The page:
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Security researcher Bob Diachenko has discovered more than 24 million financial and banking records that were available online without any password protection.
The data comprised banking and financial documents relating to tens of thousands of loans and mortgages over a period of about 10 years from some of the biggest US banks, including Wells Fargo and CapitalOne.
Other data was from CitiFinancial, a defunct lending finance arm of Citigroup, HSBC Life Insurance and some US federal departments.
“The documents contained highly sensitive data, such as social security numbers, names, phones, addresses, credit history and other details which are usually part of a mortgage or credit report,” he said.
“This information would be a goldmine for cyber criminals, who would have everything they need to steal identities, file false tax returns, get loans or credit cards.”
The exposed data was eventually traced to a data and analytics company called Ascension in Fort Worth, Texas, with the help of TechCrunch, which first reported Diachenko’s findings.
According to parent company Rocktop Partners, Ascension shut down the server in question after learning of a “server configuration error” that “may have led to exposure of some mortgage-related documents”. The company also said an investigation by third-party forensics experts was under way and that they were in contact with law enforcement investigators and technology partners.
Ilia Kolochenko, CEO of web security company High-Tech Bridge, said unprotected cloud storage and passwordless databases exposed online are widespread.
“Large organisations struggle to maintain petabytes of their data under control and inventory,” he said. “Numerous suppliers and partners may urgently need their data for various legitimate business purposes, but fail to maintain appropriate internal security controls.”
Third-party risk management is not a silver bullet either, said Kolochenko. “Quite frequently, access to data is time-sensitive and many companies are prone to close their eyes to some of the imperfections of the third-party security mechanisms,” he said.
“A large-scale scan of the internet will likely produce hundreds, if not thousands of similar databases with critical, sensitive and privileged data being hosted somewhere without any protection.”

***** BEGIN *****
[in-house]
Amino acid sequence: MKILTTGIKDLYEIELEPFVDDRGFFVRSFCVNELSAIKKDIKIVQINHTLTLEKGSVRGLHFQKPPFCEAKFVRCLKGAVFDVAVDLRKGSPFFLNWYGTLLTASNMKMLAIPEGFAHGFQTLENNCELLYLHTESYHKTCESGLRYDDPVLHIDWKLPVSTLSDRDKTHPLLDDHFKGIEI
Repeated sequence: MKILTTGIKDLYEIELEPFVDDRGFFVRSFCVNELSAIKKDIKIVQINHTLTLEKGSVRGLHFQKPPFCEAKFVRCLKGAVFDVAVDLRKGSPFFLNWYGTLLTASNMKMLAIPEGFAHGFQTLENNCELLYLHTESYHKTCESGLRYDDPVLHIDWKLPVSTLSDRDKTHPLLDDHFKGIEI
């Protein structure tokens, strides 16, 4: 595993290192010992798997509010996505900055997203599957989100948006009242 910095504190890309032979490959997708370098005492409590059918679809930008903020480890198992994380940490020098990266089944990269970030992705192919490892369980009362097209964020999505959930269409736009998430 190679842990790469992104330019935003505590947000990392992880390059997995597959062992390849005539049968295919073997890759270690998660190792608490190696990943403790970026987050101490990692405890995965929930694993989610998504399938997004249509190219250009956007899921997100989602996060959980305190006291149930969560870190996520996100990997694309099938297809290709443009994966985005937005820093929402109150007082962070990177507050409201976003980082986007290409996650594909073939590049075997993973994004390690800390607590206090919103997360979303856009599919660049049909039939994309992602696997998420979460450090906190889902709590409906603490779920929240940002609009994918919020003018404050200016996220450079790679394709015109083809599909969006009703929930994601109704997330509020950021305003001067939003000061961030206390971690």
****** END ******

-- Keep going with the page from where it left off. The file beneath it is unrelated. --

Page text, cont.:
From a legal point of view, said Kolochenko, the companies whose negligence leads to data exposure may be liable for considerable financial penalties and/or face individual and even class action lawsuits.
“Security researchers who access and process the data should also be careful, as under certain circumstances they may break the criminal law and also expose themselves to other legal ramifications,” he said.
To fight the proliferation of lost data, Kolochenko said High-Tech Bridge offers a free service called ImmuniWeb Discovery to help organisations identify all external applications, databases and unprotected cloud storage.
Todd Peterson, IAM evangelist at security firm One Identity, said companies such as Ascension have a responsibility to process and manage highly valuable financial data in a secure way.
“Leaving the server exposed and without a password demonstrates such a serious vulnerability in their corporate system that could lead to any number of instances of identity theft and fraud,” he said.
To prevent this kind of data exposure from happening again, Peterson said organisations should follow these core principles:
- Use multifactor authentication, especially for superuser accounts and privileged accounts.
- Educate staff on cyber security to protect data assets.
- Take steps to protect the most valuable assets, such as implementing privileged access management.
- Follow good governance practice to ensure the right people have the right access to the right stuff.
Jonathan Deveaux, head of enterprise data protection at Comforte, said that if banks are securing personal data when taking loan applications, but then handing the data off to another company unprotected, then this is a major security gap.
“Even if the data is secured when given to a company for analytical purposes, the next step is to ensure the data stays protected while they analyse it,” said Deveaux.
He pointed out that one of the data elements exposed in the report was social security numbers, but there is really no useful reason why those numbers are needed for analysis, which means they could have been masked or tokenised while other data was used for analytical purposes.
“Banks and other fintech companies need to really understand how other parties will use the personal data they provide them,” said Deveaux. “Maybe it’s time they stopped working with companies that don’t do more to secure sensitive data.”
Tim Erlin, vice-president at security firm Tripwire, said this case underlines the importance of organisations being able to detect and remediate misconfigurations.
“This is highly sensitive data that was exposed to anyone willing to look for it,” he said. “Moving data and applications to the cloud doesn’t magically absolve an organisation of its security responsibilities.”